Isolated and unwelcome, it is the mind that is most challenged when Covid strikes
As I sit down to write these words, it is day 10 of having tested positive for the coronavirus. I offer no remarkable insights, nor do I bring to the conversation any profound piece of advice. But as the world sees Covid roaring back to life, with daily cases and deaths on the rise, and with the very real threat of winter exacerbating current circumstances in Bangladesh and across the world, it felt right to reflect upon my own (ongoing) experience.
I must note here that I had been, particularly compared to most of my friends, colleagues, and peers, a model citizen during the times of Covid, both during the period of lockdown and indeed beyond. I remained indoors, hardly ever stepping foot outside. Thus, when I did test positive, I couldn’t help but feel that the world was unfair and I had been dealt a really bad hand.
Indeed, I had friends and colleagues who laughed (not maliciously, I must add) when they heard the news, while others appeared as dumbfounded as I was, with one singular question: “How on earth did you of all people test positive?”
So incredulous was I that the results must have been a mistake that I tested once again, because I was simply not ready to admit that I, one that had been a dutiful citizen for the lion’s share of close to eight months, was now bedridden with a fever, a cold, a loss of appetite, shortness of breath, no sense of smell or taste, and fatigue and exhaustion, while others who ventured out every single day were doing so with no regard, with reckless abandon. It was simply not fair.
To top it all off was the fact that two of my best friends were getting married, after being together for close to 13 years, in a small and intimate home ceremony that I could no longer be a part of. I had no say in the matter, and I was, at that particular point, as unwelcome as a murderous villain.
Of course, I tested positive again, the perfect right uppercut after doubling me over with a gut punch. No surprises then that I was reeling, the possibility of being knocked out imminent.
My thoughts had no inclination of remaining static, however, and inevitably, they veered towards the territory of death and mortality. With two elderly parents, one approaching 80, I was (and remain) deathly afraid (pun intended) of being a Covid-positive person within the confined walls of an apartment in Dhaka and with two elderly people right outside my door, keeping my meals and drinks.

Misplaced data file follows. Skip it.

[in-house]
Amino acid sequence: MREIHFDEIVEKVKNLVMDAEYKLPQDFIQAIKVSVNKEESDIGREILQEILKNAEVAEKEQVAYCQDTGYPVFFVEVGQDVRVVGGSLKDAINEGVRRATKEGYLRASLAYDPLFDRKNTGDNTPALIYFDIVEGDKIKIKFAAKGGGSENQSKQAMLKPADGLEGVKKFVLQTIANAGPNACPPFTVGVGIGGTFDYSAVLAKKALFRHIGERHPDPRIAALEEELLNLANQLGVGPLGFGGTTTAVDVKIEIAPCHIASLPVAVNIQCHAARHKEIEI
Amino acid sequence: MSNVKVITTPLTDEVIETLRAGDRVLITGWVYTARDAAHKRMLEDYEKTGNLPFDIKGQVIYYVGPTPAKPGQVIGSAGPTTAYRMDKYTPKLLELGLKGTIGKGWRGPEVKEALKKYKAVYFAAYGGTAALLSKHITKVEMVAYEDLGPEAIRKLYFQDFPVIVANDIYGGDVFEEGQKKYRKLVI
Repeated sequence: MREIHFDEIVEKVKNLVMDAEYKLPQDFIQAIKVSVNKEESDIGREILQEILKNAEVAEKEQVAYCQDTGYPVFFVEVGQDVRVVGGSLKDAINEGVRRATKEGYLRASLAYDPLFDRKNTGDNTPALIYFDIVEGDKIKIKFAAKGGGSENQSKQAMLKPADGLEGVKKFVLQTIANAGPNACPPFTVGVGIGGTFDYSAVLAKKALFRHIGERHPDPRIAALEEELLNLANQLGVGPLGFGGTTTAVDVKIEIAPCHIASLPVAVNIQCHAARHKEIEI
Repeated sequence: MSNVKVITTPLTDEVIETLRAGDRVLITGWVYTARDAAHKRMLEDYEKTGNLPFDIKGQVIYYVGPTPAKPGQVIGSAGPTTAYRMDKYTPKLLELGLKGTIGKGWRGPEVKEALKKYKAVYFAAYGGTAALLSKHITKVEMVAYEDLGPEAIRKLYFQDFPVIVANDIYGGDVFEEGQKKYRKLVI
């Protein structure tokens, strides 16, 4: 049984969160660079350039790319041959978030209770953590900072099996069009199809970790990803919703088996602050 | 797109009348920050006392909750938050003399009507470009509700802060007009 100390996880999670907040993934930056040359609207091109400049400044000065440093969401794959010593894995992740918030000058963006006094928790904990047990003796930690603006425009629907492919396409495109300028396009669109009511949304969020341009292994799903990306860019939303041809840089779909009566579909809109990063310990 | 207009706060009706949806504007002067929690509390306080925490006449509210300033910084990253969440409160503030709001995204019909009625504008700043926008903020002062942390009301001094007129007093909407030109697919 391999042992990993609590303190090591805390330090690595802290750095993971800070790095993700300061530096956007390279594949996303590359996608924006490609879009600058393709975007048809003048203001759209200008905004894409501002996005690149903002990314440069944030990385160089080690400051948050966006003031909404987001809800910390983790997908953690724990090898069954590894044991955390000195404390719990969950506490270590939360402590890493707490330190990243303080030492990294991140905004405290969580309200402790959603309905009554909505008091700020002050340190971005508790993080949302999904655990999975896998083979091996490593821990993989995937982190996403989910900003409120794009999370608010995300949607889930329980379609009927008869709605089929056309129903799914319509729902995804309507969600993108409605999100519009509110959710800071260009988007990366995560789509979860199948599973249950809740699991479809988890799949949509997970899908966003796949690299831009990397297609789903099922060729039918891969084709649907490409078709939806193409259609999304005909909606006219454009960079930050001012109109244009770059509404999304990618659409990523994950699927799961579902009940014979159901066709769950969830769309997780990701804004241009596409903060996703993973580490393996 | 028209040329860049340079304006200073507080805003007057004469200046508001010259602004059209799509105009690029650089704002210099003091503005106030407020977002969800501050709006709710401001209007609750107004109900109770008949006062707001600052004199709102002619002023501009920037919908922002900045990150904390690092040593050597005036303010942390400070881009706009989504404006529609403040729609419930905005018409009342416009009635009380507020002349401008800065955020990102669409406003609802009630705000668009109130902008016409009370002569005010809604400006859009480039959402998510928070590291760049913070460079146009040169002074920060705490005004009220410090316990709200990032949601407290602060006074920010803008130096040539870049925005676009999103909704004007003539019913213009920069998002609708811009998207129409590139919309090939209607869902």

Yes, I am fortunate to have a room to myself where I can stay shut, but am I to be blamed for being fearful? After all, I thought I had followed through with all precautions and yet had tested positive. How is a door to save my parents from a disease that has been shown to be airborne?
Of course, as any human being, my thoughts eventually shifted inwards, and I began wondering about myself and the possible consequences that could befall me. Being what I can only describe as “sickly” growing up, with an immune system that is as weak as our cricket team in Tests, and having a couple of recurring issues, to say I was afraid when I first received the email that I tested positive is an understatement.
While I mostly retain a cool demeanour and exterior, the knowledge that I had a disease that could potentially cause me incredible suffering and possible death certainly made it very difficult to, at least internally, keep my composure and remain positive.
Indeed, it is the mental component of Covid that, at least in my experience, is far more taxing. Of course, this could simply mean that I have been blessed and the physical discomfort has been manageable, for which I am thankful. But it is the novel nature of this virus, the horror stories of recurring symptoms for months on end, the sudden and dramatic deteriorations which lead to organ failures and deaths, and the incessant worry that I may, inadvertently, kill my parents by merely co-existing with them that weighs heavily on the mind -- at least, on my mind.
So, as I struggle to write these words, with a tired body and an even more tired mind, I suppose I can finally empathize better with the hundreds of thousands who have lost their lives and the millions who have been affected. There is much that remains unknown about Covid, and it is this uncertainty that eats away at those affected. I can only hope that the world can work collectively and find a way to reduce the suffering that this pandemic continues to bring to the world.
AHM Mustafizur Rahman is an Editorial Assistant at the Dhaka Tribune.